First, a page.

By Nathan Halverson.
For those wondering why California is sinking, look no further than San Luis Obispo. Not too long ago in that idyllic Central Coast city, an overdependence on groundwater became a destructive and expensive problem that today could serve as a warning to cities and counties throughout the state.
In 1989, amid one of the longest droughts in California history, the city’s water supply had reached a critically low level. Officials implemented mandatory water reductions of 20 percent for businesses and their 40,000 residents. And, for the first time in San Luis Obispo’s history, it began pumping groundwater. It drilled massive water wells. By 1990, the city was getting about 40 percent of its water from the ground.
Slowly, the earth began moving. The ground underneath buildings started to sink as the water supporting it was pumped to the surface. One family reported a quarter-inch crack that started in the kitchen floor and began creeping throughout the house.
The Bear Valley Center, a shopping center near one of the city’s major extraction wells, began to bend into a V-shape as the land beneath it sank. It suffered from what geologists call differential subsidence, in which varying soil composites result in certain spots sinking faster than others. The middle of the shopping center was sinking quicker than the rest, and it was causing major problems. Sidewalks cracked and sloped back toward the building. Doors and windows in the shopping center became jammed in place. Business owners couldn’t fully close their doors at night and were forced to use large chains and padlocks to secure their shops.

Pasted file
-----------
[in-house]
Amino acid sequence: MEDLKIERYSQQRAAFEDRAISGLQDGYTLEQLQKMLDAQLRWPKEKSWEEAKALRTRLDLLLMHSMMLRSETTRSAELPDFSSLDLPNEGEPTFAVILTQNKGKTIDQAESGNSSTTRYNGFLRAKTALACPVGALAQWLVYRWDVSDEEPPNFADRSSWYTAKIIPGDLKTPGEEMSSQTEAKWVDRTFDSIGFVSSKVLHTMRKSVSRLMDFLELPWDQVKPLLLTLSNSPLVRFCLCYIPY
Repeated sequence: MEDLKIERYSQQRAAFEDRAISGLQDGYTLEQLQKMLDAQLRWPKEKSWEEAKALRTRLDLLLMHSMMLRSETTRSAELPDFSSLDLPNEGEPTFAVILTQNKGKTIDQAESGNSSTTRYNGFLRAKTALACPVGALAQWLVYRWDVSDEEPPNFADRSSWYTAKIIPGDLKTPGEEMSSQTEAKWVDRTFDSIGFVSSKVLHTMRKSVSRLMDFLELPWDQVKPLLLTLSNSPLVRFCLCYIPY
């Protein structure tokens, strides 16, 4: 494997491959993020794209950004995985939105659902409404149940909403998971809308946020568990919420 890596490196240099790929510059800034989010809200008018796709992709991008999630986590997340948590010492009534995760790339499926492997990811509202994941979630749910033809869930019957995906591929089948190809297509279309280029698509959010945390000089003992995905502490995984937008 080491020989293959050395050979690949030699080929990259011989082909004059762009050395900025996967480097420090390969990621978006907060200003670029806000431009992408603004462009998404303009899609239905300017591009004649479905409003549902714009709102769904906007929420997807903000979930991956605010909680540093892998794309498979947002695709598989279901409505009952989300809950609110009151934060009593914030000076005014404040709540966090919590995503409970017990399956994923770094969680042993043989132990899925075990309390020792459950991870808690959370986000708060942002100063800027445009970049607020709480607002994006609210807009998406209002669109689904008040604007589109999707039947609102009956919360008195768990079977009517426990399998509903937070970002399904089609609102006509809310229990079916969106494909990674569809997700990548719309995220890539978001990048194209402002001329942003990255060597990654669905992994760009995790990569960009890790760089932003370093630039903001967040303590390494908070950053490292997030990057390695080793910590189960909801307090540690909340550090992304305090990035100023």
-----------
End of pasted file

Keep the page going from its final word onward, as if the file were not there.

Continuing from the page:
At the Sunset Honda dealership next to the shopping center, the showroom began to resemble a Picasso painting. The sinking had contorted it in strange ways, and negotiations would be interrupted by the sudden, loud sound of shattering glass as the shifting building placed unbearable pressure on the windows. In the mornings, salesmen would sip coffee and drop a golf ball at one end of the dealership floor and watch as it erratically swerved toward the lowest point in the room, which seemed to change every week.